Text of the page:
US Supreme Court backs Trump travel ban from Muslim-majority nations

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June 26, 2018.

Chief Justice Roberts said that President Trump had provided sufficient evidence of national security concerns. In a dissent, liberal Justice Sotomayor called those concerns a “facade” for Islamophobia.

The US Supreme Court ruled 5-4 on Tuesday to allow President Donald Trump to keep his travel ban against people from several mostly Muslim countries. The conservative majority on the court agreed that the “Muslim ban,”as it has been called, does not violate US immigration law.

Chief Justice John Roberts wrote in the court’s opinion that the president had “set forth a sufficient national security justification” to stop many people from travelling to the US from Somalia, Iran, Yemen, Syria, Libya, Chad, North Korea and Venezuela.

He added, however, that the court had “no view on the soundness of the policy.”

The decision marks what can be seen as the first major policy victory for President Trump since taking office in January 2017. In a statement, Trump called the ruling a “profound vindication,” and a “tremendous victory for the American people.”

Sotomayor: Travel ban hurts US citizens

In a dissenting opinion, Justice Sonia Sotomayor said the ruling “leaves undisturbed a policy first advertised openly and unequivocally as a ‘total and complete shutdown of Muslims entering the United States’ because the policy now masquerades behind a facade of national-security concerns.”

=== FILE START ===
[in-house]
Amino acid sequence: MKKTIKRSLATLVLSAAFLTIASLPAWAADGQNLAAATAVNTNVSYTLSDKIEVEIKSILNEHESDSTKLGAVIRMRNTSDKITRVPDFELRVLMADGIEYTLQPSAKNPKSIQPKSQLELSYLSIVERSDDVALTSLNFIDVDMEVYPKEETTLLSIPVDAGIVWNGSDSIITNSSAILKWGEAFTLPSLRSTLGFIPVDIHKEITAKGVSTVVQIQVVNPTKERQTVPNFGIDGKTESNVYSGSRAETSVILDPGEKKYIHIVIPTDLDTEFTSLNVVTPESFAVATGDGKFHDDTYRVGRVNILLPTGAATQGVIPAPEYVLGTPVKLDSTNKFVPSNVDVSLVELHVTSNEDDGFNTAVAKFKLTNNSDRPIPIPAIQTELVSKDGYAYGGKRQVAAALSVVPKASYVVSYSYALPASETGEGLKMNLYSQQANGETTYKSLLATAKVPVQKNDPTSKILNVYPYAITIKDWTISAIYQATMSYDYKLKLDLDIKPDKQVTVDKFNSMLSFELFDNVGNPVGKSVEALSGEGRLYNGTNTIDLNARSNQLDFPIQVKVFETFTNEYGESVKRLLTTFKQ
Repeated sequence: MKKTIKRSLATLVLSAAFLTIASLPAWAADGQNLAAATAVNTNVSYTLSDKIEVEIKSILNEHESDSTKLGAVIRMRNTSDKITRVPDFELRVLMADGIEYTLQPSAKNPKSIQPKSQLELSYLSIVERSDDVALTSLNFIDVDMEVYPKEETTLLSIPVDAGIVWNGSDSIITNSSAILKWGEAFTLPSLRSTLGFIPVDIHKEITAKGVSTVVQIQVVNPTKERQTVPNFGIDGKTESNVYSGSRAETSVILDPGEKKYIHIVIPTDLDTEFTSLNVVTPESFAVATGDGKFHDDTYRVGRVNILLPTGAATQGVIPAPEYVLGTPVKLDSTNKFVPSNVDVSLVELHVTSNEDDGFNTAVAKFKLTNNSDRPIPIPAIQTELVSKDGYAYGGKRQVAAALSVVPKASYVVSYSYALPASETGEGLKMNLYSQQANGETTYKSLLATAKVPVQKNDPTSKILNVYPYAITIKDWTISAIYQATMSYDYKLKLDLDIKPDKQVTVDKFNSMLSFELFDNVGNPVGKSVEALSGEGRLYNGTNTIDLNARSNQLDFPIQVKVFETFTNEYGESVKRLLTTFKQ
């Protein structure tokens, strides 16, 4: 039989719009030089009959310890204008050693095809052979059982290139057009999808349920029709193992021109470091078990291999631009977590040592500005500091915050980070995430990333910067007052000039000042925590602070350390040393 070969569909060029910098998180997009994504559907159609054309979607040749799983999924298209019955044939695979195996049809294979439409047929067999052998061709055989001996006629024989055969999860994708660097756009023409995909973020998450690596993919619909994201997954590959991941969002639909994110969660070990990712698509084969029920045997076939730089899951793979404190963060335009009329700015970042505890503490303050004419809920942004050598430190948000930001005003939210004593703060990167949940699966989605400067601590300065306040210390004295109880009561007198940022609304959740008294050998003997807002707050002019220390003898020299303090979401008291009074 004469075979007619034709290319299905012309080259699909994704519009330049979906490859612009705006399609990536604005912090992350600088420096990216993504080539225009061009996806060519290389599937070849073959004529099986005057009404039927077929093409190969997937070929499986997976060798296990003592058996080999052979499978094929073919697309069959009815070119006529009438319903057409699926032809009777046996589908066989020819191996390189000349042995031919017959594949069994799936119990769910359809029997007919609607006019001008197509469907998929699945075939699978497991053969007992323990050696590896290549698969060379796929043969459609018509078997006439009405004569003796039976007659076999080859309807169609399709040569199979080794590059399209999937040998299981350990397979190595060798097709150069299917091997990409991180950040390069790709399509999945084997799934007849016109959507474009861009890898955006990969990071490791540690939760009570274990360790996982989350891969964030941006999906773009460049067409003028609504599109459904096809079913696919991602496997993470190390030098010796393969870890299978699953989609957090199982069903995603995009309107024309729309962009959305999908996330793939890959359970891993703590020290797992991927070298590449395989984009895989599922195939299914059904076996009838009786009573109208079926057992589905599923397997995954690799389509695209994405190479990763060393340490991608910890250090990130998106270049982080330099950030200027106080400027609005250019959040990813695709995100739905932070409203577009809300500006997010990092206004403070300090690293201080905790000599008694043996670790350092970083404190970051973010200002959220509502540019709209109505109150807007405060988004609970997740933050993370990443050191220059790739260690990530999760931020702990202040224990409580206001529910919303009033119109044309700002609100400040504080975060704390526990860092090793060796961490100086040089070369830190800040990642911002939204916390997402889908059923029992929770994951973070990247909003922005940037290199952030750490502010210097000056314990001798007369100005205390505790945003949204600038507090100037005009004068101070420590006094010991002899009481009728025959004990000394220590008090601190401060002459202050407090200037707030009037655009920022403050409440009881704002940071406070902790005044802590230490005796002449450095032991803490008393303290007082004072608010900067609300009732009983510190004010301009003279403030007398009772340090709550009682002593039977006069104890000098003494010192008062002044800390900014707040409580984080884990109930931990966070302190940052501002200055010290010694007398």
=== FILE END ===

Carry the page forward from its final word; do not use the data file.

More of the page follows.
She added that any “reasonable observer would conclude that the Proclamation was motivated by anti-Muslim animus.” She also accused her five colleagues who voted to uphold the ban of  “ignoring the facts, misconstruing our legal precedent, and turning a blind eye to the pain and suffering the Proclamation inflicts upon countless families and individuals, many of whom are United States citizens.”

Travel ban in the US hinders asylum

Trump’s “Muslim ban” has gone through several iterations and been struck down by federal courts in Hawaii and Maryland before its final version emerged in September 2017, banning entry for most people from the eight aforementioned nations into the United States. It has been decried by detractors as a blantantly Islamophobic move from President Trump, and critics have also highlighted that no one who has committed acts of terror in the United States has come from any of those five countries. DWTV